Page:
Ferrari reached its 70th anniversary last year with unapologetic dedication to its brand promise: to appeal to a niche of ultra-luxury, performance car buyers with every bit of horsepower that the famous Italian marque can muster.
It’s actually a bold proposition in an era in which environmentalists and others tend to scoff at expensive machines whose main function is to blow the doors off slower and less-capable hunks of metal. But that’s Ferrari, then, now and, presumably, forever.
Take the brand’s continuing dedication to full-throated, petrol-powered racing at a time when other formidable racing brands, such as Audi, are pulling back. Since 1950, Ferrari’s Formula 1 racers have won 224 Grand Prix titles and dozens of others in a world in which speed and agility—the characteristics that Ferrari owners also want in their vehicles—dominate.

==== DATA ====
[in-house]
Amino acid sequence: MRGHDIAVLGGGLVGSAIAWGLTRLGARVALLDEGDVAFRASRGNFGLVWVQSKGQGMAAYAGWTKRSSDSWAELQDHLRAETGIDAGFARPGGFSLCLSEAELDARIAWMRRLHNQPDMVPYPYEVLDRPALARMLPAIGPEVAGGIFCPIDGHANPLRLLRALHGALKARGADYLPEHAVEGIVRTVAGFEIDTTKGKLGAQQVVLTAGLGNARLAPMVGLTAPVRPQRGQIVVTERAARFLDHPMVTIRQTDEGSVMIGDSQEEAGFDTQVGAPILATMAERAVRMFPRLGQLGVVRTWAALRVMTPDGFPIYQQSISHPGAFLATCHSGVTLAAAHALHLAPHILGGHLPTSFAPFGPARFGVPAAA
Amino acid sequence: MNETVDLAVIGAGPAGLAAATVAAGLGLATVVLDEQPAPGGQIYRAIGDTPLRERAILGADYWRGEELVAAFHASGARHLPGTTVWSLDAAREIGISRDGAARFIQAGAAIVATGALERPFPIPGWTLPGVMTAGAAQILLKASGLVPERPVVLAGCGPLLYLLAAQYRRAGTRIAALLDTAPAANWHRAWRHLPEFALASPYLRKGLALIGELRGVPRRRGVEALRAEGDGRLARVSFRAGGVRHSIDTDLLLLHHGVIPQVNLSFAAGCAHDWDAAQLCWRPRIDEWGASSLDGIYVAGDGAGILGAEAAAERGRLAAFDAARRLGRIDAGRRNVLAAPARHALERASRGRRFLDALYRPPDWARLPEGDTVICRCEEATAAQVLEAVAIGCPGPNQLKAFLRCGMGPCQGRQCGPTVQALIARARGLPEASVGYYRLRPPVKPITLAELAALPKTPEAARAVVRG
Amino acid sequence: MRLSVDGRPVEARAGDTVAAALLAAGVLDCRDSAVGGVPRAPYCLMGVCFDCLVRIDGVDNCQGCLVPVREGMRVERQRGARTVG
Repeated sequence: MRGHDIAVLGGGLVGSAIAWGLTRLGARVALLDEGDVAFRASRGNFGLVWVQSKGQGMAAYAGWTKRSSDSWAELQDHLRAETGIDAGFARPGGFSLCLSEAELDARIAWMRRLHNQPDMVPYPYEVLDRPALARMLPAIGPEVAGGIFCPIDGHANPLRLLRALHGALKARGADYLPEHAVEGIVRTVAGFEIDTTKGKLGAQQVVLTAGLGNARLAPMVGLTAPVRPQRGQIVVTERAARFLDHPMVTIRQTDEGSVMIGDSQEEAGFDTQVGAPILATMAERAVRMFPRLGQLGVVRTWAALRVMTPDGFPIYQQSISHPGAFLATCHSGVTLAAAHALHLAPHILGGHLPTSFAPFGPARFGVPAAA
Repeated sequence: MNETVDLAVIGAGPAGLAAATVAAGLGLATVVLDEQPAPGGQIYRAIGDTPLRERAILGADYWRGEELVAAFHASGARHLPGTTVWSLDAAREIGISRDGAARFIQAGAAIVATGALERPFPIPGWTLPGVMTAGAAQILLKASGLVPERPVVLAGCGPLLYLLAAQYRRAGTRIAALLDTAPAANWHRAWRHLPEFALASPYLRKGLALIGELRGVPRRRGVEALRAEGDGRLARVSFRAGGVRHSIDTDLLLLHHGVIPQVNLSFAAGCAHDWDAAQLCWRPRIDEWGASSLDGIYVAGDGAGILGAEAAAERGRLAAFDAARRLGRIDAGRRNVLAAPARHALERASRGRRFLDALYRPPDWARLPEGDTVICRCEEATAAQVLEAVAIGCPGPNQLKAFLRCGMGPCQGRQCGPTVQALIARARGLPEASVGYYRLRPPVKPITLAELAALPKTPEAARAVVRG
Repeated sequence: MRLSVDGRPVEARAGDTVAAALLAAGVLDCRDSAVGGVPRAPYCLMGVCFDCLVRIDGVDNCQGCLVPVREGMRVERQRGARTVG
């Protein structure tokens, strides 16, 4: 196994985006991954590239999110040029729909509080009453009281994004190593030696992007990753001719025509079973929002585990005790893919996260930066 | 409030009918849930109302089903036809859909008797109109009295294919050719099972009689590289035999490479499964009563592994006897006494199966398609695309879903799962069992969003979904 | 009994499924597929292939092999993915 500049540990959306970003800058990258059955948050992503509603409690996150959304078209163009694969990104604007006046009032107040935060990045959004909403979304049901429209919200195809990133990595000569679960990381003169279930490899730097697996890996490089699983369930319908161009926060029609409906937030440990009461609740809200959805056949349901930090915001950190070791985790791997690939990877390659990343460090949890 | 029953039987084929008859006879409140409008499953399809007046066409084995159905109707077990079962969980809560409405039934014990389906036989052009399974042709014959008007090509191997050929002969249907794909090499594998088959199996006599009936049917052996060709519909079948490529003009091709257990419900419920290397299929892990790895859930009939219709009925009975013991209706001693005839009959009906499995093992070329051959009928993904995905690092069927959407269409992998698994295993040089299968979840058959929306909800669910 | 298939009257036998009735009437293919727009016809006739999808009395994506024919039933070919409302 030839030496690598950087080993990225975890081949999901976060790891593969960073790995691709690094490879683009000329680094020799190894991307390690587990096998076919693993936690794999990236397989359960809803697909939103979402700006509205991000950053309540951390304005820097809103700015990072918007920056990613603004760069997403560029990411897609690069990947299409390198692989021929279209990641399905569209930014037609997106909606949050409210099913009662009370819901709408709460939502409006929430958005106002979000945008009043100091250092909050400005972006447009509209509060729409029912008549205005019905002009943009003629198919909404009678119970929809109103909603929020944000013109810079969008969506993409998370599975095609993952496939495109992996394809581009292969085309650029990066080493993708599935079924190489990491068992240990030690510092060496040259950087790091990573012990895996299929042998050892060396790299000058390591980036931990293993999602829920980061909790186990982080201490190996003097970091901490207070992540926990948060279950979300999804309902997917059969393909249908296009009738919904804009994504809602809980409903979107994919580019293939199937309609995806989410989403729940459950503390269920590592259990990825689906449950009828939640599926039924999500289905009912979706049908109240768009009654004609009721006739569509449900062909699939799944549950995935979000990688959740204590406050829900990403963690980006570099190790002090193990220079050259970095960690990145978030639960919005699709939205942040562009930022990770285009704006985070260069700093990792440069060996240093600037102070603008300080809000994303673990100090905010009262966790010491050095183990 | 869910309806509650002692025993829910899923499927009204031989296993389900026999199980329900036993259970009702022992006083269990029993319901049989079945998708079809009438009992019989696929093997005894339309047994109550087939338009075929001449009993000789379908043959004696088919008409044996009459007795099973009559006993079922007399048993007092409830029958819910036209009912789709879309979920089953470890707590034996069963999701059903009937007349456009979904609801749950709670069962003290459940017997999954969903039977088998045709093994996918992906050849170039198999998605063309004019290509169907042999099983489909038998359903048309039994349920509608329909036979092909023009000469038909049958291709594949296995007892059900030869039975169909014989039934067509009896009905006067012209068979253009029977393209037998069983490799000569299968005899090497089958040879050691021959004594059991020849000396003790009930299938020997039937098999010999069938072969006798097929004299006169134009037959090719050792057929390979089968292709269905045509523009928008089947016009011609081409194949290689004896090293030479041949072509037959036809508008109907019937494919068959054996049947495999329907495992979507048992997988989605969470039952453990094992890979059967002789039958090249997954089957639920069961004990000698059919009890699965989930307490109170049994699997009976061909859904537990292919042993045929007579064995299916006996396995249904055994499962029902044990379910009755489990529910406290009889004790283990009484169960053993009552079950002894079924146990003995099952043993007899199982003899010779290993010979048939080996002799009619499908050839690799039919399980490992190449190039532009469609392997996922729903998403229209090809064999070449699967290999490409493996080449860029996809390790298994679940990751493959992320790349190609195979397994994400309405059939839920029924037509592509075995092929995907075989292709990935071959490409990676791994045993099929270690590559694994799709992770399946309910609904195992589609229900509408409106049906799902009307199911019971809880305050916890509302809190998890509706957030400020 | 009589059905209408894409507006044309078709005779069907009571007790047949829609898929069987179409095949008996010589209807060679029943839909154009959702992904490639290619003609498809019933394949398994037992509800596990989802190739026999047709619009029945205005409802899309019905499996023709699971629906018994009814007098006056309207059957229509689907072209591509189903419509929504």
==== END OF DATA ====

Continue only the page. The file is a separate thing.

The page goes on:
Founded in 1947 by Enzo Ferrari, the Italian masterpiece marque has become known as one of the world’s leading luxury brands, focusing on advanced engineering, sleek design and performance innovation. As customers and fans have embraced what Ferrari stands for, the brand also sells apparel and lifestyle accessories in dozens of exclusive retail stores worldwide.
The late Sergio Marchionne, who was Ferrari’s chief as well as CEO of Fiat Chrysler, oversaw the opening of Ferrari-themed amusement parks to support such heightened brand ambitions.
The first Ferrari, 125 S, was built for racing, and so has every Ferrari built since then, with the cars proving themselves on every raceway in the world and brand stewards able to convert that racing achievement on Sunday into sales on Monday to some of the globe’s most discriminating clients.
Fiat Chrysler Automotive spun off Ferrari in 2016, but the brand’s sales have continued apace, helped by marketing initiatives such as the 2017 Red Bull video that showed a Ferrari F40 making its way up a snowy mountainside at Ryuoo Ski Park in Japan.